• This series is open to all authors both those on the Bookshelf or new to the blog
      • I suggest an extract of approximately 500 words or a poem that you feel best reflects the theme of your collection.
      • If you have an illustration or images you can attach to the email for me to include. No need to send the cover as I will have that or will access from Amazon.
      • If you have not featured on the blog before then I will need Amazon link, Goodreads, blog or website plus your social media links (main three you use)
      • Please send your extract and any accompanying images to sally.cronin@moyhill.com

40 thoughts on “Smorgasbord Bookshelf 2022- Share an Extract from your latest book – #Family, #Dementia, Why Grandma Doesn’t Know Me by Abbie Johnson Taylor

  1. Lovely extract! I can picture the scene so clearly, and the interactions between the four of them is intriguing. Congratulations to Abbie and thanks to Sally for this series. xx

    Liked by 3 people

  2. Reblogged this on My Corner and commented:
    Thanks to Sally Cronin​ for publishing an excerpt from my latest book, Why Grandma Doesn’t Know Me, on her blog today. Thanks to Sally Cronin​ for publishing an excerpt from my latest book, Why Grandma Doesn’t Know Me, on her blog today.

    Liked by 3 people

  3. Pingback: Smorgasbord Bookshelf 2022- Share an Extract from your latest book – #Family, #Dementia, Why Grandma Doesn’t Know Me by Abbie Johnson Taylor – PattysWorld

  4. As someone who is caring for a person with dementia, I know how hard it can be, triggering and frustrating. I thought the snippet was excellent. The story sounds touching. Thanks for sharing a glimpse into Abbie’s book, Sally, as well as an excellent review and her amazing bio! Congrats, Abbie.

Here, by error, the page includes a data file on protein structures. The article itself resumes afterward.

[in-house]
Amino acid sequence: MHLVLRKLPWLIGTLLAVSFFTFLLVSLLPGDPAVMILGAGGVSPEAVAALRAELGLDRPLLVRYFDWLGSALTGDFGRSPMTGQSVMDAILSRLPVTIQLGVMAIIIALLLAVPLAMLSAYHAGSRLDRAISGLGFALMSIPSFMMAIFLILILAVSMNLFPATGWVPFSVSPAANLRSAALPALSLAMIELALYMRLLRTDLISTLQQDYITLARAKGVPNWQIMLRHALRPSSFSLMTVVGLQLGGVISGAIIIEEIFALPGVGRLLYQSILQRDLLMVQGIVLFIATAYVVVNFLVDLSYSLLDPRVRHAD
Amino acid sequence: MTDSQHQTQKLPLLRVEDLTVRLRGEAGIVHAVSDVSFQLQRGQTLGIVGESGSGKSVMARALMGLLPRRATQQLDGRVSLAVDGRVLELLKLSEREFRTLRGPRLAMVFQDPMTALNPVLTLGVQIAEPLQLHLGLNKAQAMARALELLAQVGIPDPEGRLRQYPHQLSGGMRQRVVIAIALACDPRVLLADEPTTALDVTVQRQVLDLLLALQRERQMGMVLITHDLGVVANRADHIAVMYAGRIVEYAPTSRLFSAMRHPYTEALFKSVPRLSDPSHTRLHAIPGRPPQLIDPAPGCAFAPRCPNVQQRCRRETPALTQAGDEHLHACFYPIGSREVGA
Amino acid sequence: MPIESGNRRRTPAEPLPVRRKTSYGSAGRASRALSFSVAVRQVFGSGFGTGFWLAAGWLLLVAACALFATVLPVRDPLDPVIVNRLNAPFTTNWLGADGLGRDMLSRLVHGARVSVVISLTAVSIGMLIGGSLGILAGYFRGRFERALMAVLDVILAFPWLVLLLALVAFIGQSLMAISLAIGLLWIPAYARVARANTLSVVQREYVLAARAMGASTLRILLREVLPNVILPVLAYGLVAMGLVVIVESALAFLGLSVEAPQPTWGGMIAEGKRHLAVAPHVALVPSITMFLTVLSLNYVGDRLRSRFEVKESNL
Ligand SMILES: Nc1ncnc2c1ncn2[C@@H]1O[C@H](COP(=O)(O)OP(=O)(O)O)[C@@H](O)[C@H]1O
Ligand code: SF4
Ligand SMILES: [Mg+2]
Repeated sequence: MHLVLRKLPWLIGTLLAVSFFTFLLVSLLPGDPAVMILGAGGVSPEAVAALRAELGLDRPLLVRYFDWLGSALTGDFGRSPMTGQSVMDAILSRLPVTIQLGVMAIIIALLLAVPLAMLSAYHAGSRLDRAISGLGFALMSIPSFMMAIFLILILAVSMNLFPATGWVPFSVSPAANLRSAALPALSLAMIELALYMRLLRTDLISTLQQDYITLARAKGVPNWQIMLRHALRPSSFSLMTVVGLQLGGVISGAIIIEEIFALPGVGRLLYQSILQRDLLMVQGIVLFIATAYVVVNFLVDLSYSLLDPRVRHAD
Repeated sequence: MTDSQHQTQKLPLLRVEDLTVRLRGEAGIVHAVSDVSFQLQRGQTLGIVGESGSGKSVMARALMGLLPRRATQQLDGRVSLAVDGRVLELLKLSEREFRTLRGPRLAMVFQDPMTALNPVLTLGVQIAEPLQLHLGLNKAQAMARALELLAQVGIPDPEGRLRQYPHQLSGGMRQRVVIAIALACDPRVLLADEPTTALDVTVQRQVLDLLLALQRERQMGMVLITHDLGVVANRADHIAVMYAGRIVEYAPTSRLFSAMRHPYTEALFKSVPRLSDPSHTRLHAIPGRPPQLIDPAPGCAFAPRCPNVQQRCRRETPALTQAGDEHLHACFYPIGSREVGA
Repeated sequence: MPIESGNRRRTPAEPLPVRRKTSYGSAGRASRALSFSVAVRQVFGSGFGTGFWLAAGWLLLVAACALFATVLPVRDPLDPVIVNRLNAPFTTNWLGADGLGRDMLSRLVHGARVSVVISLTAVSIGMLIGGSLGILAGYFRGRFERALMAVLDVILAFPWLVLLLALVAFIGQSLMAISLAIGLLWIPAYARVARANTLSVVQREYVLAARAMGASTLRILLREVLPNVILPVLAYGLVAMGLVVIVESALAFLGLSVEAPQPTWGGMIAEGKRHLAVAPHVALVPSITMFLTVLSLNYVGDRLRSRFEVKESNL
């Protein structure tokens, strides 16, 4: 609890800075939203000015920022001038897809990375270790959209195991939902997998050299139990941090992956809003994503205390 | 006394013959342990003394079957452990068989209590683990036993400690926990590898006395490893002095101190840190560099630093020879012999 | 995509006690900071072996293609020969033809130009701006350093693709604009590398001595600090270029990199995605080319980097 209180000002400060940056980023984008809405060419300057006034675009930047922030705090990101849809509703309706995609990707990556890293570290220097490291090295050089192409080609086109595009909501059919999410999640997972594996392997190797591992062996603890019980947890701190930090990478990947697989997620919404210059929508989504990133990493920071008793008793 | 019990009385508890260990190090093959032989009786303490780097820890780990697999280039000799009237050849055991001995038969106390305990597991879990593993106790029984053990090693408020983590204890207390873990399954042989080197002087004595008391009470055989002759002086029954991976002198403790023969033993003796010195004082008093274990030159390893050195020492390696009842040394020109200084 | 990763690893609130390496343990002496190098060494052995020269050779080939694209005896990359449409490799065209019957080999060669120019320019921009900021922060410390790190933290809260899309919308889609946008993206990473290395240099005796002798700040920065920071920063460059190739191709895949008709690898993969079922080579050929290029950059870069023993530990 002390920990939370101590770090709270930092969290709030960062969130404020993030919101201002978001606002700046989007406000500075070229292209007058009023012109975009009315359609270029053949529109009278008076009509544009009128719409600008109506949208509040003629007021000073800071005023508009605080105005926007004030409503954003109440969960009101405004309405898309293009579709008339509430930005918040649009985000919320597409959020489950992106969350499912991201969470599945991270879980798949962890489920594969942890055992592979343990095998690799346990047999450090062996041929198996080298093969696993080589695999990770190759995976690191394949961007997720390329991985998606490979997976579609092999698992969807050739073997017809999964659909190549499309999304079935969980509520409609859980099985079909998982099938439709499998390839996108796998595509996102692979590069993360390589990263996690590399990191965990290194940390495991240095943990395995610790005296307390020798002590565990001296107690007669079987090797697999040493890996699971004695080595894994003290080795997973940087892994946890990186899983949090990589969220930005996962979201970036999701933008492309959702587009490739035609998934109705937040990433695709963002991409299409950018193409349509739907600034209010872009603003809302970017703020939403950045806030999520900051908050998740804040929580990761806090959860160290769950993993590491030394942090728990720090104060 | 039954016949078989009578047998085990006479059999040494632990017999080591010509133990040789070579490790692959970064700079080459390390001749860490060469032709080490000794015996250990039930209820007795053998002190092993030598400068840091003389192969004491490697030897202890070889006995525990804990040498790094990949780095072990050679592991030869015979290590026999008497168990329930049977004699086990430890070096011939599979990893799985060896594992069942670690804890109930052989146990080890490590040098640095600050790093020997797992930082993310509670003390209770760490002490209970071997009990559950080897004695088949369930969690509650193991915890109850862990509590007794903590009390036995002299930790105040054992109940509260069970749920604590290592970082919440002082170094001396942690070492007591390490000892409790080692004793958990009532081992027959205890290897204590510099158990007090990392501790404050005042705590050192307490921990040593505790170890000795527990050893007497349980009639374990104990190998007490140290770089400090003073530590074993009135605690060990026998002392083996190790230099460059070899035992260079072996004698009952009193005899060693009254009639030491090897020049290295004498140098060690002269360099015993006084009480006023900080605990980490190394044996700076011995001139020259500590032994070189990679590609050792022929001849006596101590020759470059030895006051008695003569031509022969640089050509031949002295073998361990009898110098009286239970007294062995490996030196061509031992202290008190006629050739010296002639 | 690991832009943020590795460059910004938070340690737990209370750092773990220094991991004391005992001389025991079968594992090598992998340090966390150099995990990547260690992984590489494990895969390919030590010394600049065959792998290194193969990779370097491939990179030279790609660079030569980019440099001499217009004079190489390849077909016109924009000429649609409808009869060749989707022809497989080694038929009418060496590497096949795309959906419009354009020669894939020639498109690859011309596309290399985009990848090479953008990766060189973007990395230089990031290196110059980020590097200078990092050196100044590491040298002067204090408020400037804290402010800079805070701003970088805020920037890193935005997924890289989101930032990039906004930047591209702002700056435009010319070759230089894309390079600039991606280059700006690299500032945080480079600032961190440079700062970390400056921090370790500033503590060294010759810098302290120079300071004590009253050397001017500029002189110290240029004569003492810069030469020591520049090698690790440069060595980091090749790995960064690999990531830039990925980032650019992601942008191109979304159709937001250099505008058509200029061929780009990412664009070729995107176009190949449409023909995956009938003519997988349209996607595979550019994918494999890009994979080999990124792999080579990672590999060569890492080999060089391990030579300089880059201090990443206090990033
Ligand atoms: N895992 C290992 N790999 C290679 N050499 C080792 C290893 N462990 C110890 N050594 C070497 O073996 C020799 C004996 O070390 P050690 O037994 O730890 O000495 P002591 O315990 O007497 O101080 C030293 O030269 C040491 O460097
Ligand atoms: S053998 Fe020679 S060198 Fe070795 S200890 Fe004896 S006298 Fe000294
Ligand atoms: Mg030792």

Liked by 2 people

  5. A subject close to my heart. I think the treatment of the elderly in society is shameful. I’ve been volunteering at a local assisted living center recently—one of the most rewarding things I’ve done in a long time.

    Liked by 2 people

  6. Thanks for recommending such a heart breaking but also very important story, Sally! We have to face this desease, as part of the human life. This book makes it possible to get very useful information too. Thanks to Abby Johnson Taylor for the efforts on writing it. Best wishes, Michael

    Liked by 2 people

  7. I have been following Abbie for a while since we both appeared in Stevie Turner’s book about real life experiences! I enjoyed this extract, Abbie describes the teenage mind so well. The story sounds very intriguing so I downloaded the book.

    Liked by 2 people

  8. Pingback: Smorgasbord Blog Magazine Weekly Round Up – 11th – 17th April 2022 – Twitter fakes, Hits 1992, Ella Fitzgerald, #Caribbean, Vitamin C, Stories, Poetry, Reviews, Health and Funnies | Smorgasbord Blog Magazine

I would be delighted to receive your feedback (by commenting, you agree to Wordpress collecting your name, email address and URL) Thanks Sally